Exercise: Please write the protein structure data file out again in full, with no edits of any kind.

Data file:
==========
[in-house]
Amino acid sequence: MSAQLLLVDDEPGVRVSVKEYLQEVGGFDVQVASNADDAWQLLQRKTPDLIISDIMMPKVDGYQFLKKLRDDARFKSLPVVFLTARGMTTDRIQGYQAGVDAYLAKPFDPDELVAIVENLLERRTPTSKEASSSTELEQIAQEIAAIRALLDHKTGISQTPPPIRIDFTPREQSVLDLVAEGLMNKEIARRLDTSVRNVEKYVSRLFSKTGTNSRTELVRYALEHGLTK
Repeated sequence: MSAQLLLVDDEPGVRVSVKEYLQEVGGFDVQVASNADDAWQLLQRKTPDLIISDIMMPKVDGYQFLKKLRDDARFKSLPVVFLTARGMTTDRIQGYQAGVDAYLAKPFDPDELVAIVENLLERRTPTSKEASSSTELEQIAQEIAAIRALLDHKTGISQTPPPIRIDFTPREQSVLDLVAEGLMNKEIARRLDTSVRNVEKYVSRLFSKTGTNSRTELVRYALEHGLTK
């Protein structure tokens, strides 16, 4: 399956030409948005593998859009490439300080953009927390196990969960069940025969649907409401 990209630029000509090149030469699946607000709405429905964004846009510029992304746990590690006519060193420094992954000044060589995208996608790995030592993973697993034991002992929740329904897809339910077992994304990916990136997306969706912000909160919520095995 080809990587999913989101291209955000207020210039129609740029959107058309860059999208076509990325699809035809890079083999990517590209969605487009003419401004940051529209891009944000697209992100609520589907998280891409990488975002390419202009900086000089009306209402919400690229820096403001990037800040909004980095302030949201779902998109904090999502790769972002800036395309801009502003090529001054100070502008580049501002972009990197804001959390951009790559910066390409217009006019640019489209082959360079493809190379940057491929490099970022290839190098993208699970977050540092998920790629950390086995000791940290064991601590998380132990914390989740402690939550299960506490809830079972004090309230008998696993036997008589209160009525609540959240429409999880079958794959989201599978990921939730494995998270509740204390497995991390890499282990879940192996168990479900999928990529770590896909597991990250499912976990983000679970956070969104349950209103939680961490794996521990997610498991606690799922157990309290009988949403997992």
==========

[in-house]
Amino acid sequence: MSAQLLLVDDEPGVRVSVKEYLQEVGGFDVQVASNADDAWQLLQRKTPDLIISDIMMPKVDGYQFLKKLRDDARFKSLPVVFLTARGMTTDRIQGYQAGVDAYLAKPFDPDELVAIVENLLERRTPTSKEASSSTELEQIAQEIAAIRALLDHKTGISQTPPPIRIDFTPREQSVLDLVAEGLMNKEIARRLDTSVRNVEKYVSRLFSKTGTNSRTELVRYALEHGLTK
Repeated sequence: MSAQLLLVDDEPGVRVSVKEYLQEVGGFDVQVASNADDAWQLLQRKTPDLIISDIMMPKVDGYQFLKKLRDDARFKSLPVVFLTARGMTTDRIQGYQAGVDAYLAKPFDPDELVAIVENLLERRTPTSKEASSSTELEQIAQEIAAIRALLDHKTGISQTPPPIRIDFTPREQSVLDLVAEGLMNKEIARRLDTSVRNVEKYVSRLFSKTGTNSRTELVRYALEHGLTK
């Protein structure tokens, strides 16, 4: 399956030409948005593998859009490439300080953009927390196990969960069940025969649907409401 990209630029000509090149030469699946607000709405429905964004846009510029992304746990590690006519060193420094992954000044060589995208996608790995030592993973697993034991002992929740329904897809339910077992994304990916990136997306969706912000909160919520095995 080809990587999913989101291209955000207020210039129609740029959107058309860059999208076509990325699809035809890079083999990517590209969605487009003419401004940051529209891009944000697209992100609520589907998280891409990488975002390419202009900086000089009306209402919400690229820096403001990037800040909004980095302030949201779902998109904090999502790769972002800036395309801009502003090529001054100070502008580049501002972009990197804001959390951009790559910066390409217009006019640019489209082959360079493809190379940057491929490099970022290839190098993208699970977050540092998920790629950390086995000791940290064991601590998380132990914390989740402690939550299960506490809830079972004090309230008998696993036997008589209160009525609540959240429409999880079958794959989201599978990921939730494995998270509740204390497995991390890499282990879940192996168990479900999928990529770590896909597991990250499912976990983000679970956070969104349950209103939680961490794996521990997610498991606690799922157990309290009988949403997992």